Emptiness

A discussion on all aspects of Theravāda Buddhism

Re: Emptiness

Postby PeterB » Thu May 13, 2010 8:51 am

tut tut :lol:
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Re: Emptiness

Postby PeterB » Thu May 13, 2010 9:53 am

tiltbillings wrote:
PeterB wrote:Its probably just me Tilt. The years spent on cushions listening to discourses on the" Seventeen Kinds of Emptiness " during my time in the Vajrayana have no doubt left their scars..

Well, the nice things about the 17 kinds of Emptiness is that they are all empty.


I have grown to dwell in aversion to that capital " E "...it has a whiff of papanca about it.. ;)
No doubt this indicates an area I need to work on. The Emptiness of the "e".
Sorry, I meant the emptiness of the "E"..
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Re: Emptiness

Postby m0rl0ck » Thu May 13, 2010 3:11 pm

TMingyur wrote:
m0rl0ck wrote:
TMingyur wrote:"Empty of whatever is not there" does this entail "impermanence" still being there?

To what would one ascribe the quality of impermanence?

To "something" which is identifiable and that which is "identifiable" as "this" (which is said to be "impermanent") may appear so based on the construction of "own being" of "this". Otherwise if there is no "own being" to what does "this" (which is said to be "impermanent") refer to?



Wow. Thats a heck of a question and neatly phrased too. What it brings me up against is that the ground or point from which one is looking is empty as well.
"Even if you've read the whole Canon and can remember lots of teachings; even if you can explain them in poignant ways, with lots of people to respect you; even if you build a lot of monastery buildings, or can explain inconstancy, stress, and not-self in the most detailed fashion ... The only thing that serves your own true purpose is release from suffering.

"And you'll be able to gain release from suffering only when you know the one mind."

http://www.accesstoinsight.org/lib/thai ... eleft.html
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Re: Emptiness

Postby tiltbillings » Thu May 13, 2010 4:23 pm

m0rl0ck wrote:
TMingyur wrote:
To "something" which is identifiable and that which is "identifiable" as "this" (which is said to be "impermanent") may appear so based on the construction of "own being" of "this". Otherwise if there is no "own being" to what does "this" (which is said to be "impermanent") refer to?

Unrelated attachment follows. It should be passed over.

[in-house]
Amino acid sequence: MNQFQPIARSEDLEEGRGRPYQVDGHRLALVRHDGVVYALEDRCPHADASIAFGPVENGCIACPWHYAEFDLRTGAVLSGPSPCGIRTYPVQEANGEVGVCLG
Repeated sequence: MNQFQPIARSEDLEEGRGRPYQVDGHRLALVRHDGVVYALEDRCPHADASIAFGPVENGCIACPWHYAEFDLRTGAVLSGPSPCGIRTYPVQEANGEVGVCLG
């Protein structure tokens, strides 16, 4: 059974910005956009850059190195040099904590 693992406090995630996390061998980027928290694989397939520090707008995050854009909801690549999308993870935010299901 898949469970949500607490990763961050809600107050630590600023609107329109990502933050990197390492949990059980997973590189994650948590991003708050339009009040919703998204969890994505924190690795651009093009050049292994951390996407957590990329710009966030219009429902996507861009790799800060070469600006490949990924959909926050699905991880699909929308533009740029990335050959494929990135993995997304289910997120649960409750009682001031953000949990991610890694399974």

Wow. Thats a heck of a question and neatly phrased too. What it brings me up against is that the ground or point from which one is looking is empty as well.
But is the question actually meaningful, or might there be an unstated assumption or three lurking there?
This being is bound to samsara, kamma is his means for going beyond.
SN I, 38.

Ar scáth a chéile a mhaireas na daoine.
People live in one another’s shelter.
"We eat cold eels and think distant thoughts." -- Jack Johnson
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Re: Emptiness

Postby m0rl0ck » Thu May 13, 2010 8:06 pm

tiltbillings wrote:
m0rl0ck wrote:
TMingyur wrote:
To "something" which is identifiable and that which is "identifiable" as "this" (which is said to be "impermanent") may appear so based on the construction of "own being" of "this". Otherwise if there is no "own being" to what does "this" (which is said to be "impermanent") refer to?



Wow. Thats a heck of a question and neatly phrased too. What it brings me up against is that the ground or point from which one is looking is empty as well.
But is the question actually meaningful, or might there be an unstated assumption or three lurking there?


Its meaningful to me and has arisen i think partly because of my practice. In fact for a while it had me feeling a little pinned to the wall. Im also sure that assumptions unstated and maybe even unknown figure in. :)
"Even if you've read the whole Canon and can remember lots of teachings; even if you can explain them in poignant ways, with lots of people to respect you; even if you build a lot of monastery buildings, or can explain inconstancy, stress, and not-self in the most detailed fashion ... The only thing that serves your own true purpose is release from suffering.

"And you'll be able to gain release from suffering only when you know the one mind."

http://www.accesstoinsight.org/lib/thai ... eleft.html
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